Kokomo — Second-grader Chloe McKay zigged and zagged through obstacles, pumped her arms in a dead sprint and dived head first into a foam dummy — tackling it to the ground.
She picked herself up, brushed strands of hair out of her eyes and ran to tell her friends all about it.
Chloe and her classmates at Taylor Primary School participated in the Colts Big Blue Football Camp Thursday at the Taylor High School football field.
“Are you ready for some football?” former Colts player Mike Prior asked the kids.
“Yeah!” they screamed in reply.
He told them to get down in an athletic stance.
“Bend the knees,” he said. “Arms out. Thumbs up.”
The students followed his lead.
He told them they were finally ready to practice some of the drills that real football players use.
The drills included the quarterback challenge, wide receiver dive for winning touchdown catch and team relays.
Losers of the team relay had to drop and do five push-ups. It’s all about being active, Prior said.
The Colts organization started hosting the camps at elementary schools free of charge nine years ago when schools were cutting physical education classes, Prior said.
He said it’s important that children get enough exercise.
“Kids are just not as active now a days,” he said. “They sit in front of a TV and play Xbox.”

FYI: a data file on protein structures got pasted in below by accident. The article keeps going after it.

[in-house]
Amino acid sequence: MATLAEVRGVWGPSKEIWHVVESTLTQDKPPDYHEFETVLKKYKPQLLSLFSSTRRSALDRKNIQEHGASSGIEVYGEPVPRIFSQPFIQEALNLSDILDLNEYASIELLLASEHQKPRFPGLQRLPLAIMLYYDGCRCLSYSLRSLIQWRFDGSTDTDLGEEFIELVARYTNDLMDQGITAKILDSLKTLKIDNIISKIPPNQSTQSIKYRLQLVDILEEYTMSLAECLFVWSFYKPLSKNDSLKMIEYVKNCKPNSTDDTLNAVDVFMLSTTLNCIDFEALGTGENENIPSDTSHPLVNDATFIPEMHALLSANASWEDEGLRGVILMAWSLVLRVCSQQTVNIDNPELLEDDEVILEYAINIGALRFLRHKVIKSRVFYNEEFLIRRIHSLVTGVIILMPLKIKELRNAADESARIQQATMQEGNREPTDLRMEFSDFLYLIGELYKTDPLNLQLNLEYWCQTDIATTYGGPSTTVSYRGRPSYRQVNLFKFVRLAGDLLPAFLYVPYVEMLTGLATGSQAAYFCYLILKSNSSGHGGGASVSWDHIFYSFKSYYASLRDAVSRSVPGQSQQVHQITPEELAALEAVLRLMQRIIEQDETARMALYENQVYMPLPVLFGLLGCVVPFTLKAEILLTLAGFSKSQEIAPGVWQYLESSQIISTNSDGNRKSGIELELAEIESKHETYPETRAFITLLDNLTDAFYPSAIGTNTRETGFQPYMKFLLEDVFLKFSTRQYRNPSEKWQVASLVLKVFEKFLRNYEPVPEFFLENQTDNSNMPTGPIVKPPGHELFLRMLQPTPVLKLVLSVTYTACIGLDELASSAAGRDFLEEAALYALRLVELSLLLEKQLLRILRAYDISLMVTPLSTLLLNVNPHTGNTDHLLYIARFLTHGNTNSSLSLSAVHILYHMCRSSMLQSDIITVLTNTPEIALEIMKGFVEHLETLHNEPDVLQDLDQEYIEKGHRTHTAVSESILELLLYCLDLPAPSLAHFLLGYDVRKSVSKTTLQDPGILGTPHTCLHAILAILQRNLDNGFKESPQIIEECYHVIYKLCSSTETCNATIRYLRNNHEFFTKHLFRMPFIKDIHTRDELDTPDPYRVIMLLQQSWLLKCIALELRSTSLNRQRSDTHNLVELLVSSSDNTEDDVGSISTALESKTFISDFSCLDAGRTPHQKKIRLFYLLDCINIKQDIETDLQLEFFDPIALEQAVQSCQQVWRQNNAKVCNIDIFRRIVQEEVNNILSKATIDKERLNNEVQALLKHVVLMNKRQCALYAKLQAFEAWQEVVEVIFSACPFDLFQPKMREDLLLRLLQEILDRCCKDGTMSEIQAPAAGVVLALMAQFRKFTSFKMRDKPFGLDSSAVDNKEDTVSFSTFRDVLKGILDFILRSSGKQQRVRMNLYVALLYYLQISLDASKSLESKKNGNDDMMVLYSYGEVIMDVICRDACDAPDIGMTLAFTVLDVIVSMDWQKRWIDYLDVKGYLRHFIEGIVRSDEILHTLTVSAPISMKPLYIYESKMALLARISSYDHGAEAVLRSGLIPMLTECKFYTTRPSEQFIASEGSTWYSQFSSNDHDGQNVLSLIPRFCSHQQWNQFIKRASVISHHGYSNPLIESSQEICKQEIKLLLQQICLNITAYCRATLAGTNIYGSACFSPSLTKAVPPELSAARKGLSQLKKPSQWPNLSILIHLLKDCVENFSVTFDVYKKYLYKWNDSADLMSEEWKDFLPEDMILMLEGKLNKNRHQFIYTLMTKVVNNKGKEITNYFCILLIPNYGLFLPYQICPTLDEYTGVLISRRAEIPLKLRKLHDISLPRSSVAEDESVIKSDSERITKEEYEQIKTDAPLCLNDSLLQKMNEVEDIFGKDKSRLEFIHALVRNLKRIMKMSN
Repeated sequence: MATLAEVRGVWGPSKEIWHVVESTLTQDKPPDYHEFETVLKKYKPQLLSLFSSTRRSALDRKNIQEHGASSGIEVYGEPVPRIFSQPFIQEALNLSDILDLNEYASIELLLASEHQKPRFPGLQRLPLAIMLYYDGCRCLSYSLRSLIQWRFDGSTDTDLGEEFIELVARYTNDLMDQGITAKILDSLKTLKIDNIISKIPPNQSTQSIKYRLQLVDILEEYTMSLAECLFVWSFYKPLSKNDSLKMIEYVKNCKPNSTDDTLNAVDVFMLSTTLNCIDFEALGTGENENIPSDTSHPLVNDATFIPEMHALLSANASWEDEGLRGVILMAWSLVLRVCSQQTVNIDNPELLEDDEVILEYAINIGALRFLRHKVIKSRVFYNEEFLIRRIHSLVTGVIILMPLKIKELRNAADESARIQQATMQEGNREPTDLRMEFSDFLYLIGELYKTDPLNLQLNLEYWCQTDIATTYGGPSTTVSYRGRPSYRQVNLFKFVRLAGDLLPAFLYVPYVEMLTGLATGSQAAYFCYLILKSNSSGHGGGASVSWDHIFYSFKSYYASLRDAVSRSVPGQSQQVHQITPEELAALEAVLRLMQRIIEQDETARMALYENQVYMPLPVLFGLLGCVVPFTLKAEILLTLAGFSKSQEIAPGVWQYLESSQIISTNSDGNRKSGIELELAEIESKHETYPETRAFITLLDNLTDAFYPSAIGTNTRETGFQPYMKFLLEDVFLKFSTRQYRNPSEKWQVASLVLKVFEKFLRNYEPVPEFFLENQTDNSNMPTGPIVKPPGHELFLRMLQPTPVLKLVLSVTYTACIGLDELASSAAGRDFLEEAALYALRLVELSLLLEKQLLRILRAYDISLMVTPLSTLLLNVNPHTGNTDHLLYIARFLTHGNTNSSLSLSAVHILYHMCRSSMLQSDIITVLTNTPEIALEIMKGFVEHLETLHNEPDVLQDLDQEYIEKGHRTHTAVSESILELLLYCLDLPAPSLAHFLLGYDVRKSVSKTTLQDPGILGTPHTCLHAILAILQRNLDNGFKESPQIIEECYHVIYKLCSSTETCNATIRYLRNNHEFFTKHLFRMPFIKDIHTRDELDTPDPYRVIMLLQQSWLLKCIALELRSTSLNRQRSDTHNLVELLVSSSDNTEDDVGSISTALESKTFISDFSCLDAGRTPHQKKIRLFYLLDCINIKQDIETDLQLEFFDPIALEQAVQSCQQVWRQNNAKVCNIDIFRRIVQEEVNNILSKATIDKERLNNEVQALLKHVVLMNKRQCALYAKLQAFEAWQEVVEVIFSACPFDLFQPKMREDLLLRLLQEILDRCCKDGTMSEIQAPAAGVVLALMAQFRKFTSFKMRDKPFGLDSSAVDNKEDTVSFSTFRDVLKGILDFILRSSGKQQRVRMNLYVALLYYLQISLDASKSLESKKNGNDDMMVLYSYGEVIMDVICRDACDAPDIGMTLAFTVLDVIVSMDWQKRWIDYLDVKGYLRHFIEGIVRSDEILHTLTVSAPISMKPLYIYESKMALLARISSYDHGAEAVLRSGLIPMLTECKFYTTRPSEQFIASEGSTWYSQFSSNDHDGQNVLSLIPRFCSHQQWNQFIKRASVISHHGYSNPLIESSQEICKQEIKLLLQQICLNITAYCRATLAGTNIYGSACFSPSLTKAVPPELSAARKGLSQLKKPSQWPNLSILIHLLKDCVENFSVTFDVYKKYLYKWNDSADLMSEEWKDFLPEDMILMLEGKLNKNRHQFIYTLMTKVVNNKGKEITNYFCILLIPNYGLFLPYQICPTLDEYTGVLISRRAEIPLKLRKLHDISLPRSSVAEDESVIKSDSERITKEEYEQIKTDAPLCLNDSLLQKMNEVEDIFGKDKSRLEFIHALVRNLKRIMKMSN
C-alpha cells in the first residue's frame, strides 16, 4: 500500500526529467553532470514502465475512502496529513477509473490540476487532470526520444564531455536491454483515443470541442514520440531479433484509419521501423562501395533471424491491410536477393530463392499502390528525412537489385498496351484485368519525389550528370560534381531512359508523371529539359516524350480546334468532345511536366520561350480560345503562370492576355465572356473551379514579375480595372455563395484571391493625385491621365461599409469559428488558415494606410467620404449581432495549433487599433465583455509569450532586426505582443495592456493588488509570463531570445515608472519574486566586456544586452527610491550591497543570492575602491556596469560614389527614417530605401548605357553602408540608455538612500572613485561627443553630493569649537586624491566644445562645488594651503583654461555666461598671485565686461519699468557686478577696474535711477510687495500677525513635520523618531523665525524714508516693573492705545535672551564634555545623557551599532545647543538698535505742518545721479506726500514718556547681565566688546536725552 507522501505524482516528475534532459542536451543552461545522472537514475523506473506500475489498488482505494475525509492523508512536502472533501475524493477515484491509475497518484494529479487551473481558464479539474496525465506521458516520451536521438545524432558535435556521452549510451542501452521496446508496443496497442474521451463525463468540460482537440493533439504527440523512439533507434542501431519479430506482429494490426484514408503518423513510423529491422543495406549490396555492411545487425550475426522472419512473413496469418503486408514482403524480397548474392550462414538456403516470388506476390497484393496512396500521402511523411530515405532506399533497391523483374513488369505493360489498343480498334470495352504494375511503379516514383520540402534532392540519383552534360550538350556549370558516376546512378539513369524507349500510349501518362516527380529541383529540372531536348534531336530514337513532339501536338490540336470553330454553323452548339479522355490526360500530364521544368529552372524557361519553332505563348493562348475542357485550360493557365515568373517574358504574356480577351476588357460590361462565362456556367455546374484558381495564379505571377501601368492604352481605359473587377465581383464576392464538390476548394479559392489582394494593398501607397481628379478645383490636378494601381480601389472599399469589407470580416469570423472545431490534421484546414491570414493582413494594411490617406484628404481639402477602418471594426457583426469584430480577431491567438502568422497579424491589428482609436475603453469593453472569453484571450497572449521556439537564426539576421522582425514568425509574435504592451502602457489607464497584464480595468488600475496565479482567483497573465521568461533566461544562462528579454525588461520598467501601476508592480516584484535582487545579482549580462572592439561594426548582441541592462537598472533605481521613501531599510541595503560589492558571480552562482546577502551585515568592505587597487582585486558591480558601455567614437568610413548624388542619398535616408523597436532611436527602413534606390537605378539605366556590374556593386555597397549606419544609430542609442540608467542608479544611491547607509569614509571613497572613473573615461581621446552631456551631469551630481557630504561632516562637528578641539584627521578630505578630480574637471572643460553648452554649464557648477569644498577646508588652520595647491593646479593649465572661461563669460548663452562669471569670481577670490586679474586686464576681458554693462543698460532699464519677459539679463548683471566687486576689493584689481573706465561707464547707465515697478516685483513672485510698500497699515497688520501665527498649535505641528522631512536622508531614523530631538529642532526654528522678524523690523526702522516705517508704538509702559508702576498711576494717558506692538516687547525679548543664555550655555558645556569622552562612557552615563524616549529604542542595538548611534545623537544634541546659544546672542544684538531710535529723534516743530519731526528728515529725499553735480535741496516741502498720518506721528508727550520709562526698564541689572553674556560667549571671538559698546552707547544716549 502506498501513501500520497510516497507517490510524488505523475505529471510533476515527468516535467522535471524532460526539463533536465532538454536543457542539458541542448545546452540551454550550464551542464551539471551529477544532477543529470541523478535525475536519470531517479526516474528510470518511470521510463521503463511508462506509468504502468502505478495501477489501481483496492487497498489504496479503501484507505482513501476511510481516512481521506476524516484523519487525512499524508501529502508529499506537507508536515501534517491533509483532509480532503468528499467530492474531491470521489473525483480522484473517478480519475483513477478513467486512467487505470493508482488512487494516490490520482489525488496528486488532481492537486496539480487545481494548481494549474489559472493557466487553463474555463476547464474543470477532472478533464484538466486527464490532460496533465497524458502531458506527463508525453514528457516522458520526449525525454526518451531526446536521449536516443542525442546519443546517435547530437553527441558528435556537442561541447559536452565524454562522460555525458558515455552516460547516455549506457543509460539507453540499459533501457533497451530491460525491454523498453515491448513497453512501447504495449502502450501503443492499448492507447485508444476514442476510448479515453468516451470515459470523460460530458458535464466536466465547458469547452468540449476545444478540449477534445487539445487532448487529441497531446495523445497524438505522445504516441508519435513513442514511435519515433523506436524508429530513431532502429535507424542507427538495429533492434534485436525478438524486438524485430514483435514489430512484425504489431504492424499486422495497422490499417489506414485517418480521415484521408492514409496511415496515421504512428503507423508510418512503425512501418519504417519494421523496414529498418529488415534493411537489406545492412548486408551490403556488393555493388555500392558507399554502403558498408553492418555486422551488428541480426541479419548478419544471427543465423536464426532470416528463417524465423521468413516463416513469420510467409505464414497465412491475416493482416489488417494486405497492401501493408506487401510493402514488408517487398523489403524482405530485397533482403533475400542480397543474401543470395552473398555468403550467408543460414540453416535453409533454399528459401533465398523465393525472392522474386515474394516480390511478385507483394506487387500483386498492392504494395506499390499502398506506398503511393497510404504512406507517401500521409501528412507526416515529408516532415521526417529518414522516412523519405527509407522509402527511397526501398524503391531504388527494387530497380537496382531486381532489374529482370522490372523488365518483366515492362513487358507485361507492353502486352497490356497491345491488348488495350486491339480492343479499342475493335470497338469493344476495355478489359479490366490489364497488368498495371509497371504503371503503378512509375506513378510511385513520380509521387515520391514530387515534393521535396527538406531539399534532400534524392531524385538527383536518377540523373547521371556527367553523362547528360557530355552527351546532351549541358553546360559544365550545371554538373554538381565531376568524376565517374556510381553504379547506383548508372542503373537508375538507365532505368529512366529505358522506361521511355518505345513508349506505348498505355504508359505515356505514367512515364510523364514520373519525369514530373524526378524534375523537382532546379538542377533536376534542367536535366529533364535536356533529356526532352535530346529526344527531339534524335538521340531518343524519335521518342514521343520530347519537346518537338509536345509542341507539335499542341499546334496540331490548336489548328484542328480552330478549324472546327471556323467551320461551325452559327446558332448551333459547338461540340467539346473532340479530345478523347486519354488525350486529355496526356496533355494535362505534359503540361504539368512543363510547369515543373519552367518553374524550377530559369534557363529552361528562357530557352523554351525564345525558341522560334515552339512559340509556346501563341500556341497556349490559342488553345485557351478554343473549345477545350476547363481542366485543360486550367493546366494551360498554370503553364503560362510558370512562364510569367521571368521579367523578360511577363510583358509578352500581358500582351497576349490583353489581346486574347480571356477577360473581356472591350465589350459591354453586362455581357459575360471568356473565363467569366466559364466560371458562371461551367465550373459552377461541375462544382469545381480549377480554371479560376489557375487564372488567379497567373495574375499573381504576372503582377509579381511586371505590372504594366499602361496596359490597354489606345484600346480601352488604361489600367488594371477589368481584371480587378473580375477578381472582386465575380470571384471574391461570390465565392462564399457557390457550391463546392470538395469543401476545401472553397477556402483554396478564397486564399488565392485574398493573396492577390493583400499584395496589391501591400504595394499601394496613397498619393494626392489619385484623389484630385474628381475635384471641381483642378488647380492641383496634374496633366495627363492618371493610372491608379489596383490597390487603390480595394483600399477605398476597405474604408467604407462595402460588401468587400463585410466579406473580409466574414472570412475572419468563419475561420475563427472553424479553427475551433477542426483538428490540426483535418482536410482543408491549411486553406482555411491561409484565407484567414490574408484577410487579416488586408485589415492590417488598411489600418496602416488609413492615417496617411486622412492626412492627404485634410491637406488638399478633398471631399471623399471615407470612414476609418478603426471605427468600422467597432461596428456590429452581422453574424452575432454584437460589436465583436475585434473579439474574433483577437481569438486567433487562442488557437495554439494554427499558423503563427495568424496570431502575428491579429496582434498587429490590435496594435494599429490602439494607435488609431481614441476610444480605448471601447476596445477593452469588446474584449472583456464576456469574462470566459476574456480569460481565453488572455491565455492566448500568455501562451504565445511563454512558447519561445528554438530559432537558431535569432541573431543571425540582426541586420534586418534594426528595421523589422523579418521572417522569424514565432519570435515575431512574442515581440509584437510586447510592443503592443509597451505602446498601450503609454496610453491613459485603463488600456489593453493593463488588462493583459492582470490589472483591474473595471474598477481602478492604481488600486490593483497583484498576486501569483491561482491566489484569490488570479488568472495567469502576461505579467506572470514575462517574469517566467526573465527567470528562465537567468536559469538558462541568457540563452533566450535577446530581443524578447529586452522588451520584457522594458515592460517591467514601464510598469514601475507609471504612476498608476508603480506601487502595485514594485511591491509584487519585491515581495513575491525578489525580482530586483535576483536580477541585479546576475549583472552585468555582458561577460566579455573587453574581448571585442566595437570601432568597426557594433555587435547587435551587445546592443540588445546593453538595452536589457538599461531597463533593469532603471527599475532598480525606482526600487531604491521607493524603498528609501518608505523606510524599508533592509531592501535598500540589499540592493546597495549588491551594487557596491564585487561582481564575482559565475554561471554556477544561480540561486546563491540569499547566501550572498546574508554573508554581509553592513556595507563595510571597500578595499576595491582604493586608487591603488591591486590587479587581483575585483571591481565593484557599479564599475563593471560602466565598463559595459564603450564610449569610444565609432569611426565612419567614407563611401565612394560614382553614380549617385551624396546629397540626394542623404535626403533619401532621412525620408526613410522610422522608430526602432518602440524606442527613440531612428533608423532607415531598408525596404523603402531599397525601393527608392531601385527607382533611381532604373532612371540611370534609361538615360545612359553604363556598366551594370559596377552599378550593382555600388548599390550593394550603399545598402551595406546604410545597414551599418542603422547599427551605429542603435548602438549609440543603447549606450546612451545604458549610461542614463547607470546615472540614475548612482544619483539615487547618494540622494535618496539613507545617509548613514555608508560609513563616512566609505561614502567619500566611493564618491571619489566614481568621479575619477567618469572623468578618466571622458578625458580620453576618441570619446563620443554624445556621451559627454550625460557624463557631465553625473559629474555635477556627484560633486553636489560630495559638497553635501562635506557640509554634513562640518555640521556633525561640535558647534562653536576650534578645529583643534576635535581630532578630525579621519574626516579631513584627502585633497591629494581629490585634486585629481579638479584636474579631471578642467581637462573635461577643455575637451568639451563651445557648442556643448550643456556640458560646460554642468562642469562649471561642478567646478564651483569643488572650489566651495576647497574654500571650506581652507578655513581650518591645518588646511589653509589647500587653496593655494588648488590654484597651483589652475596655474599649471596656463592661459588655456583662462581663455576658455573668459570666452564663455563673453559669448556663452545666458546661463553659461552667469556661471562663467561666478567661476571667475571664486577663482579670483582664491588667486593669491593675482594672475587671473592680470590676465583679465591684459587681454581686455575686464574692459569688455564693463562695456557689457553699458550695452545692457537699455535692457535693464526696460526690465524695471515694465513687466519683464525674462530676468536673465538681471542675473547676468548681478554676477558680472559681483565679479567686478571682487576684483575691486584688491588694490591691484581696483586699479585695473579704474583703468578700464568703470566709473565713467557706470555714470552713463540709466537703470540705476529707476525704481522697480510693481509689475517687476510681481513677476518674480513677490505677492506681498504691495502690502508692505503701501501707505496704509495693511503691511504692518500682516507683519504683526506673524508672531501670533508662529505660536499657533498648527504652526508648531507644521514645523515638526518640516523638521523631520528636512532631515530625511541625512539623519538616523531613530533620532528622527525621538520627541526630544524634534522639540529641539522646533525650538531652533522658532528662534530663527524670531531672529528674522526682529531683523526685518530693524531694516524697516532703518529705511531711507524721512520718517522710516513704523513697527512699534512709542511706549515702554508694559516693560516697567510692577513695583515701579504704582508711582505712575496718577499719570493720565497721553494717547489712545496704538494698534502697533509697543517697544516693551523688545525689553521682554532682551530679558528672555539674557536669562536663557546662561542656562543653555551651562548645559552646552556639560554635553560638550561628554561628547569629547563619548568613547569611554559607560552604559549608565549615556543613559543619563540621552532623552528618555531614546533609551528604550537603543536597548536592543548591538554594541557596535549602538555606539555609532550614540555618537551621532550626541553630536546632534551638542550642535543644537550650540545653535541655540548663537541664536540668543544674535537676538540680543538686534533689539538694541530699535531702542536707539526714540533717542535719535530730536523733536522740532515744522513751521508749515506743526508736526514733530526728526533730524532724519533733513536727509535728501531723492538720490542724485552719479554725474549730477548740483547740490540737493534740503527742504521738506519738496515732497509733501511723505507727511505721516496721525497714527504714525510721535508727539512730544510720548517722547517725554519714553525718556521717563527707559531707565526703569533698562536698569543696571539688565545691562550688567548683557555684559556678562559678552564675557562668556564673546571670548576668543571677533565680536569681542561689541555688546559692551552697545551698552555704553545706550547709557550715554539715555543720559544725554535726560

On Thursday, though, Taylor Primary and Intermediate School students broke a sweat playing football.
“I try to get them moving as quick as they can,” Prior said.
The Colts alum chased kids through the obstacle courses yelling, “Move. Move. Move.”
A few little girls pranced through the drills slowly. But it was full speed ahead for Chloe.
She declared that the quarterback sack was her favorite.
The drill had students back pedal through some obstacles before running and tackling a foam dummy.
She gave a blow-by-blow to her friends afterward.
“They were yelling at me to tackle the dummy,” she said. “I got so mad, I stuck my nails out and just grabbed it. I put all of my weight into it, and I took it down.”
Chloe said she was no novice. She plays football with her dad sometimes, she said.
Prior said she’s in the minority.
Most girls tell him at the beginning of the camp that they hate football.
Those same girls come up to him at the end of the camp with eyes wide and tell him they caught their first pass ever, Prior said.
“They got a big smile on their face, grass stains on their knees,” he said.
Second-grader Gabriel Rodriguez said he thought the boys beat the girls in the football drills Thursday.
“I don’t know,” a parent volunteer told him. “We’ve got some pretty tough girls.”
Colts staff member Phil Andrews reminded the students that they are all working together.
“Be good teammates,” he said. “We’re all one, big family. I want you cheering your teammates on — picking them up.”
The kids yelled and screamed for one another.
“We’re having fun,” Gabriel said.
But it’s also an important lesson, said Taylor High School Assistant Football Coach Steve Meadows, who applied for the Colts football camp.
“It’s a reminder they need to exercise every day,” he said.
• Lindsey Ziliak, Tribune education reporter, may be reached at 765-454-8585 or firstname.lastname@example.org.